After 68 years in business, Harold’s Burger Bar is set to close at the end of December.

Since Jan. 1, 1985, Winona “Noni” Adolphsen has owned and operated the Centralia staple. She isn’t entirely sure about the origins of Harold’s Burger Bar, but has pieced it together over the years through stories and rumors. While she doesn’t know the original owner’s last name, his first name actually was Harold. She also knows the building was constructed in either 1946 or 1947.

Adolphsen said what people remember about Harold’s Burger Bar, however, is the quality of food.

“We have had people that have Googled us from Seattle to Portland and go ‘This came up the best burger in this area,’” Adolphsen said. “... They come and they will drive up and say ‘You’re really out of the way.’ Then they eat the burger and they come back and say ‘Wow.’ Nine out of 10 will come back out. We had one guy come back out and throw a $20 tip in there.”

While Adolphsen has held various jobs throughout her life, she was originally a Harold’s Burger Bar employee in high school.

All three of Adolphsen’s children worked at the burger bar, as well as one of her granddaughters. Trish Bissett, one of the employees, has worked at Harold’s Burger Bar for 22 years. She said her children have also worked at Harold’s Burger Bar at various times.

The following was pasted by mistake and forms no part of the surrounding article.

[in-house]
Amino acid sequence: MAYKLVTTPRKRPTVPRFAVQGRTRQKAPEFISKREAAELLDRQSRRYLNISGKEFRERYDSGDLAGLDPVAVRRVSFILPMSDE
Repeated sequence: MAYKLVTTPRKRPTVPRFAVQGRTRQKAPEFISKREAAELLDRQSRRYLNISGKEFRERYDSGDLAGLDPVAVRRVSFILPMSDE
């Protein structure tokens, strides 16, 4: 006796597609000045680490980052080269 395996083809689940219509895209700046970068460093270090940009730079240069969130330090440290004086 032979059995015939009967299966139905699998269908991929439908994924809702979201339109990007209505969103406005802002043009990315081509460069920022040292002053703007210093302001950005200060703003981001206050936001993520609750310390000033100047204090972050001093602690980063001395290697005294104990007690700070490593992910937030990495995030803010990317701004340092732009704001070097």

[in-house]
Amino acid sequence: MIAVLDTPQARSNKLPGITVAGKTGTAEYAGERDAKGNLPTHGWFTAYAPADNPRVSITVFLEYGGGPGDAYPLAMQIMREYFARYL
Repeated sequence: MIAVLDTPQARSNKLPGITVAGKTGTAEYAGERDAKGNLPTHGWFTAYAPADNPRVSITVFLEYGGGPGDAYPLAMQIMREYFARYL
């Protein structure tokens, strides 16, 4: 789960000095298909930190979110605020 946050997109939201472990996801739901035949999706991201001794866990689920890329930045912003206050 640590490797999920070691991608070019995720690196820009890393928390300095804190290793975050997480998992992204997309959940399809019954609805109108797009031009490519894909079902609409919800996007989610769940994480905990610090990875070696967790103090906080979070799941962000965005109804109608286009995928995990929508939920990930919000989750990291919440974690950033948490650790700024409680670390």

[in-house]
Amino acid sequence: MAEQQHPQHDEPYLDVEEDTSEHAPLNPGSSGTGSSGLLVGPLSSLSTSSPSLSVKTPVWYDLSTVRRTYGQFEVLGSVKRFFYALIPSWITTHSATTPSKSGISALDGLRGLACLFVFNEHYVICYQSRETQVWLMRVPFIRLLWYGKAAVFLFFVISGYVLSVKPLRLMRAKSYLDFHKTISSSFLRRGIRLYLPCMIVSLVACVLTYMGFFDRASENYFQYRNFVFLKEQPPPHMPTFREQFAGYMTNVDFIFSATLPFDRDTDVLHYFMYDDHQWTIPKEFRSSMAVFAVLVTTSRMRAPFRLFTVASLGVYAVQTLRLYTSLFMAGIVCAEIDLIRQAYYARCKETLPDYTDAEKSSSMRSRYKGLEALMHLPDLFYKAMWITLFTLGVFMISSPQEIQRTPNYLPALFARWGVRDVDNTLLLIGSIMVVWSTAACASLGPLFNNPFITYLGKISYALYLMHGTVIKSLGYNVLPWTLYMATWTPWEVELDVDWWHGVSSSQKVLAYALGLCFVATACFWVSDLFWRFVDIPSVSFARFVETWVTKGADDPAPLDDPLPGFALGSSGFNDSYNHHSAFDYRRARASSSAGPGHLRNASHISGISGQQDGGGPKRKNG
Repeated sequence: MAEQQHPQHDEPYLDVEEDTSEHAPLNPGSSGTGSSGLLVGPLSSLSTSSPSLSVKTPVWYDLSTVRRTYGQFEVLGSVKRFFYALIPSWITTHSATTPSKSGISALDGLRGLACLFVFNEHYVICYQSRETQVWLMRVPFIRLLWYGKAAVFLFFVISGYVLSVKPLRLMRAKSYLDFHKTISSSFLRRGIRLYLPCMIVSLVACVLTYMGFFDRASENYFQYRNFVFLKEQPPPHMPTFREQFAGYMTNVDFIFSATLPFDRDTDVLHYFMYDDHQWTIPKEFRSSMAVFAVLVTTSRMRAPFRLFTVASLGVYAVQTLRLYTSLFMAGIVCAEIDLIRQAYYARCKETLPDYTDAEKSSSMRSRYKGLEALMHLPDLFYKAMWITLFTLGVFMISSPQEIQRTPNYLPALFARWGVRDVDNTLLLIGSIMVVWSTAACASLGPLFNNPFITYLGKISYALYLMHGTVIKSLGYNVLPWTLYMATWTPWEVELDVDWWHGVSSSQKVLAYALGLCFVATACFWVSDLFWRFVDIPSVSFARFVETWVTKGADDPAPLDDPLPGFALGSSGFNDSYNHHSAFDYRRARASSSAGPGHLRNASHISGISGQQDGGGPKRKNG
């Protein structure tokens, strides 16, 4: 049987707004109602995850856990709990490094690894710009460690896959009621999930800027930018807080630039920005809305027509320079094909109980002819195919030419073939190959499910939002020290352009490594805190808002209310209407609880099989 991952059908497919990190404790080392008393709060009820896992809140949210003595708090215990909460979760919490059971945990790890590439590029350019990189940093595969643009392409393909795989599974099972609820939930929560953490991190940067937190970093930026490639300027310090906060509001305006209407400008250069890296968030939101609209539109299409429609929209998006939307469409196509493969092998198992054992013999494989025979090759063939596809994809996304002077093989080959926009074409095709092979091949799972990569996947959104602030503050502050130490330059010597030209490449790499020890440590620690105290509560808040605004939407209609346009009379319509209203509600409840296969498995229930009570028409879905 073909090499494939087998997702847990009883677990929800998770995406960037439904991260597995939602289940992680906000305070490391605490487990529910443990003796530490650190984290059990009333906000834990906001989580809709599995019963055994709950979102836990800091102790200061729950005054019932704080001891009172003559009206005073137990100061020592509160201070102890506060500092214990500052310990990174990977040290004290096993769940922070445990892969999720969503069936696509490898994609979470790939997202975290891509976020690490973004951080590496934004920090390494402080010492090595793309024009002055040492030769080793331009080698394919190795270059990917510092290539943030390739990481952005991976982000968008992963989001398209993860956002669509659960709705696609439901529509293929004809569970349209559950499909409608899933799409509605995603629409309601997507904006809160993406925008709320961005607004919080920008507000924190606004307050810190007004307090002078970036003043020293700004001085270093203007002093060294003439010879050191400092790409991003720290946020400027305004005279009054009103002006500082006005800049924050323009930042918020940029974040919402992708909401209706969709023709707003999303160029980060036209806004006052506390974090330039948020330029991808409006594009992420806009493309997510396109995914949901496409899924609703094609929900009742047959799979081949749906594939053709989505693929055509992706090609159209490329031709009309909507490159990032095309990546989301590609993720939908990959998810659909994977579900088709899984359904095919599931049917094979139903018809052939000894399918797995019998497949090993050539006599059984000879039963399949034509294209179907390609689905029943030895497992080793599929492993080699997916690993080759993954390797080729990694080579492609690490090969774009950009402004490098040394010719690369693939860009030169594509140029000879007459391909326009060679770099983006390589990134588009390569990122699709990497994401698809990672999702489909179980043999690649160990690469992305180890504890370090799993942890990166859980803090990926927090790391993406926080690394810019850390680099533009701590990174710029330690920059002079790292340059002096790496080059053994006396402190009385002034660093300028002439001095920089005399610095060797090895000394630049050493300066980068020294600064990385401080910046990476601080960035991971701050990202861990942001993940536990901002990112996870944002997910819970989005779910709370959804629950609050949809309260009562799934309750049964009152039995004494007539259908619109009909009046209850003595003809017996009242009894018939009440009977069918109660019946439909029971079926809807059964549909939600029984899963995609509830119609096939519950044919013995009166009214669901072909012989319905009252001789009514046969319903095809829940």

“I’m devastated she’s closing,” Bissett said. “... I’ve made some very, very good friends.”

Adolphsen and Bisset said they are best friends. The two originally met through Harold’s Burger Bar, where Adolphsen used to also sell cigarettes. One day, the two took a smoke break together. Adolphsen told Bissett she was about to get married and wanted a week off for her honeymoon. That’s when she hired Bissett to cover for her.

“Our lives have intertwined so dramatically,” Adolphsen said. Then she added, “Our social life is gonna go to hell.”

Adolphsen hasn’t listed the business yet, but has already talked to a couple realtors.

“I’ve been here 33 years, I’ve raised three kids, three grandkids and now I’m into great-grandmotherhood,” Adolphsen said. “I think it’s time to sit back and enjoy my grandkids. … It’s getting harder and harder to compete with the Burgervilles, the Burger Kings, the McDonald’s and their $4, and $5 menus and specials. Even though we put out a much more quality product, people will drive up and look at that and say ‘I’m not paying that.’ And finding someone to take it over — people don’t want to work as hard as I do. I work probably 60-80 hours a week.”

Adolphsen’s last day is New Year’s Eve, and she has no plans to close early.

“We will be open as long as necessary,” Adolphsen said. “Usually we close early on New Year’s Eve, but I’ll be here as long as they need me.”

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